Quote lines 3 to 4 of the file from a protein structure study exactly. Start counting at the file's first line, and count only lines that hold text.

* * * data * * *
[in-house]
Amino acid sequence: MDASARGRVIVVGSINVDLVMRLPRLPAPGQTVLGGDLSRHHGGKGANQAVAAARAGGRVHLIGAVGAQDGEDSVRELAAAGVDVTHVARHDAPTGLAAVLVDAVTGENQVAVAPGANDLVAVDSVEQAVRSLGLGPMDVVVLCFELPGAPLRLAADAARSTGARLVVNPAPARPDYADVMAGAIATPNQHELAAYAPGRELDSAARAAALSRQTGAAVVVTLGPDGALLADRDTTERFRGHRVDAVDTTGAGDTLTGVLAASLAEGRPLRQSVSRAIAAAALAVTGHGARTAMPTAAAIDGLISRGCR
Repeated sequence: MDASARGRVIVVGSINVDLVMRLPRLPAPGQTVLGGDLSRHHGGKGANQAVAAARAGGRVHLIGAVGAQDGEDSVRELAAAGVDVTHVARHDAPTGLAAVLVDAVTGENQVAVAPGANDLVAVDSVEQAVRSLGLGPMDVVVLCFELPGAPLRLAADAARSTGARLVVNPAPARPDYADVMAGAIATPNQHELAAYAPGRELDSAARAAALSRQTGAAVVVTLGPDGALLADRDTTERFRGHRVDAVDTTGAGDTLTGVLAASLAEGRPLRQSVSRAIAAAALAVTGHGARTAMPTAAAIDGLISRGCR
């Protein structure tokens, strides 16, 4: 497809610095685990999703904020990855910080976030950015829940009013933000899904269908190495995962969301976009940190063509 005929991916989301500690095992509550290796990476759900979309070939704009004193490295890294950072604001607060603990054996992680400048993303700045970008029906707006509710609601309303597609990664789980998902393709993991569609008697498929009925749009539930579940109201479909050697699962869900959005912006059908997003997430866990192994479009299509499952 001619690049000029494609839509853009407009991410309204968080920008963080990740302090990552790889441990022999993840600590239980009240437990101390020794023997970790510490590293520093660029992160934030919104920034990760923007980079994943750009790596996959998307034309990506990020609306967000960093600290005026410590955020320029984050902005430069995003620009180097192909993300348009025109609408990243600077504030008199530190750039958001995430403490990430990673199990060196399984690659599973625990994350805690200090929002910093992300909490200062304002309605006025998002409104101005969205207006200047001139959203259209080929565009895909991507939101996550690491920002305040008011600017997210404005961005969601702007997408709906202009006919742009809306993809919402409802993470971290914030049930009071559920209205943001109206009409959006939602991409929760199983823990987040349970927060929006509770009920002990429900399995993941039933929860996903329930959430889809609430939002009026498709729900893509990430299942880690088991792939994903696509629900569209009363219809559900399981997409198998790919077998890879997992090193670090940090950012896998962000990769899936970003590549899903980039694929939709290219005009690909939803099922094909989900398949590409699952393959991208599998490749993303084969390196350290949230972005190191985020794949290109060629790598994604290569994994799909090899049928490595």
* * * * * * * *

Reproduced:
Repeated sequence: MDASARGRVIVVGSINVDLVMRLPRLPAPGQTVLGGDLSRHHGGKGANQAVAAARAGGRVHLIGAVGAQDGEDSVRELAAAGVDVTHVARHDAPTGLAAVLVDAVTGENQVAVAPGANDLVAVDSVEQAVRSLGLGPMDVVVLCFELPGAPLRLAADAARSTGARLVVNPAPARPDYADVMAGAIATPNQHELAAYAPGRELDSAARAAALSRQTGAAVVVTLGPDGALLADRDTTERFRGHRVDAVDTTGAGDTLTGVLAASLAEGRPLRQSVSRAIAAAALAVTGHGARTAMPTAAAIDGLISRGCR
């Protein structure tokens, strides 16, 4: 497809610095685990999703904020990855910080976030950015829940009013933000899904269908190495995962969301976009940190063509 005929991916989301500690095992509550290796990476759900979309070939704009004193490295890294950072604001607060603990054996992680400048993303700045970008029906707006509710609601309303597609990664789980998902393709993991569609008697498929009925749009539930579940109201479909050697699962869900959005912006059908997003997430866990192994479009299509499952 001619690049000029494609839509853009407009991410309204968080920008963080990740302090990552790889441990022999993840600590239980009240437990101390020794023997970790510490590293520093660029992160934030919104920034990760923007980079994943750009790596996959998307034309990506990020609306967000960093600290005026410590955020320029984050902005430069995003620009180097192909993300348009025109609408990243600077504030008199530190750039958001995430403490990430990673199990060196399984690659599973625990994350805690200090929002910093992300909490200062304002309605006025998002409104101005969205207006200047001139959203259209080929565009895909991507939101996550690491920002305040008011600017997210404005961005969601702007997408709906202009006919742009809306993809919402409802993470971290914030049930009071559920209205943001109206009409959006939602991409929760199983823990987040349970927060929006509770009920002990429900399995993941039933929860996903329930959430889809609430939002009026498709729900893509990430299942880690088991792939994903696509629900569209009363219809559900399981997409198998790919077998890879997992090193670090940090950012896998962000990769899936970003590549899903980039694929939709290219005009690909939803099922094909989900398949590409699952393959991208599998490749993303084969390196350290949230972005190191985020794949290109060629790598994604290569994994799909090899049928490595």